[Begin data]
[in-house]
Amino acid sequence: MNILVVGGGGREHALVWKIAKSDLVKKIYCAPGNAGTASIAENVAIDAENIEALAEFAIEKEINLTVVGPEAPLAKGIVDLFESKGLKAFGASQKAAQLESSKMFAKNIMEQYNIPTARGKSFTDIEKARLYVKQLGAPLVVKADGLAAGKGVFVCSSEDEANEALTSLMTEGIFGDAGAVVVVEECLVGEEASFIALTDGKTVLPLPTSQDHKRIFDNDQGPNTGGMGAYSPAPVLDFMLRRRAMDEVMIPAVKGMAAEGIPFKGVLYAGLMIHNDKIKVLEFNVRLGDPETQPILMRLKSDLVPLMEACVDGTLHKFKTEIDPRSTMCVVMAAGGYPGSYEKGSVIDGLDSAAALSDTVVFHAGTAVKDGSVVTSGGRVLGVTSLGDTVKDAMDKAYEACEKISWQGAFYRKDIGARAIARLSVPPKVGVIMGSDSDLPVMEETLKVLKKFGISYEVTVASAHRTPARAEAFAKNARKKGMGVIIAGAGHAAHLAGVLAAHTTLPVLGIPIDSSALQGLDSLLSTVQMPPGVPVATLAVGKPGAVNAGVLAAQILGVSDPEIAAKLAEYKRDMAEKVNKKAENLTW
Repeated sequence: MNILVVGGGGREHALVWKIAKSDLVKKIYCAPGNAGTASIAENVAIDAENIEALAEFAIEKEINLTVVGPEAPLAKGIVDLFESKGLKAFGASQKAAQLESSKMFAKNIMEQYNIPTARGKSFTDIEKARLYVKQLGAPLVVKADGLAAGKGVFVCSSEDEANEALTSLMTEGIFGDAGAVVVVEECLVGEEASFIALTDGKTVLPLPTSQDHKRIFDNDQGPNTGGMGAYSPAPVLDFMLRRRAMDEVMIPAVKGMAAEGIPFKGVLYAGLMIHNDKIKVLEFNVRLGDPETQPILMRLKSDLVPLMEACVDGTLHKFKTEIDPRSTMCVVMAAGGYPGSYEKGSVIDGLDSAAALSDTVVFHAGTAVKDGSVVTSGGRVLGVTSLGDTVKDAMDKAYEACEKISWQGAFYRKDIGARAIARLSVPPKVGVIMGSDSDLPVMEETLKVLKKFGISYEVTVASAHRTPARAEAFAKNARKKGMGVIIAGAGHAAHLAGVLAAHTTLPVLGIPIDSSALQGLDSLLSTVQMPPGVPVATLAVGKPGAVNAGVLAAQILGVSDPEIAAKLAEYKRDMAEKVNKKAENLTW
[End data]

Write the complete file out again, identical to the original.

[in-house]
Amino acid sequence: MNILVVGGGGREHALVWKIAKSDLVKKIYCAPGNAGTASIAENVAIDAENIEALAEFAIEKEINLTVVGPEAPLAKGIVDLFESKGLKAFGASQKAAQLESSKMFAKNIMEQYNIPTARGKSFTDIEKARLYVKQLGAPLVVKADGLAAGKGVFVCSSEDEANEALTSLMTEGIFGDAGAVVVVEECLVGEEASFIALTDGKTVLPLPTSQDHKRIFDNDQGPNTGGMGAYSPAPVLDFMLRRRAMDEVMIPAVKGMAAEGIPFKGVLYAGLMIHNDKIKVLEFNVRLGDPETQPILMRLKSDLVPLMEACVDGTLHKFKTEIDPRSTMCVVMAAGGYPGSYEKGSVIDGLDSAAALSDTVVFHAGTAVKDGSVVTSGGRVLGVTSLGDTVKDAMDKAYEACEKISWQGAFYRKDIGARAIARLSVPPKVGVIMGSDSDLPVMEETLKVLKKFGISYEVTVASAHRTPARAEAFAKNARKKGMGVIIAGAGHAAHLAGVLAAHTTLPVLGIPIDSSALQGLDSLLSTVQMPPGVPVATLAVGKPGAVNAGVLAAQILGVSDPEIAAKLAEYKRDMAEKVNKKAENLTW
Repeated sequence: MNILVVGGGGREHALVWKIAKSDLVKKIYCAPGNAGTASIAENVAIDAENIEALAEFAIEKEINLTVVGPEAPLAKGIVDLFESKGLKAFGASQKAAQLESSKMFAKNIMEQYNIPTARGKSFTDIEKARLYVKQLGAPLVVKADGLAAGKGVFVCSSEDEANEALTSLMTEGIFGDAGAVVVVEECLVGEEASFIALTDGKTVLPLPTSQDHKRIFDNDQGPNTGGMGAYSPAPVLDFMLRRRAMDEVMIPAVKGMAAEGIPFKGVLYAGLMIHNDKIKVLEFNVRLGDPETQPILMRLKSDLVPLMEACVDGTLHKFKTEIDPRSTMCVVMAAGGYPGSYEKGSVIDGLDSAAALSDTVVFHAGTAVKDGSVVTSGGRVLGVTSLGDTVKDAMDKAYEACEKISWQGAFYRKDIGARAIARLSVPPKVGVIMGSDSDLPVMEETLKVLKKFGISYEVTVASAHRTPARAEAFAKNARKKGMGVIIAGAGHAAHLAGVLAAHTTLPVLGIPIDSSALQGLDSLLSTVQMPPGVPVATLAVGKPGAVNAGVLAAQILGVSDPEIAAKLAEYKRDMAEKVNKKAENLTW